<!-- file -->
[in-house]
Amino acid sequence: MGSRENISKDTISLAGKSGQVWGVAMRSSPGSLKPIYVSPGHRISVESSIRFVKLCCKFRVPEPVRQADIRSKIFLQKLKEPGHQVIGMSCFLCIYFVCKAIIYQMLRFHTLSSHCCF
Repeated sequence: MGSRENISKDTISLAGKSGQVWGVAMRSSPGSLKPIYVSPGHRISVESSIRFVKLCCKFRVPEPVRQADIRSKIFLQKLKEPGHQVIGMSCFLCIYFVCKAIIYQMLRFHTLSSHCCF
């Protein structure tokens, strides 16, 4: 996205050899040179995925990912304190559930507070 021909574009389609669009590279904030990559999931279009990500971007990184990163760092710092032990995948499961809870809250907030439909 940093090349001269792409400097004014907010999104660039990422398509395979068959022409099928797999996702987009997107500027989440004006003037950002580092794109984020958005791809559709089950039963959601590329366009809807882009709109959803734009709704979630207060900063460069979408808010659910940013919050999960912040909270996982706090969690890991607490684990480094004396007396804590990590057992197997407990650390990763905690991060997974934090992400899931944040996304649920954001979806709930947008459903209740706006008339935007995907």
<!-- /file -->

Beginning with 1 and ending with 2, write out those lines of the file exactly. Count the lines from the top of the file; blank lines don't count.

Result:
[in-house]
Amino acid sequence: MGSRENISKDTISLAGKSGQVWGVAMRSSPGSLKPIYVSPGHRISVESSIRFVKLCCKFRVPEPVRQADIRSKIFLQKLKEPGHQVIGMSCFLCIYFVCKAIIYQMLRFHTLSSHCCF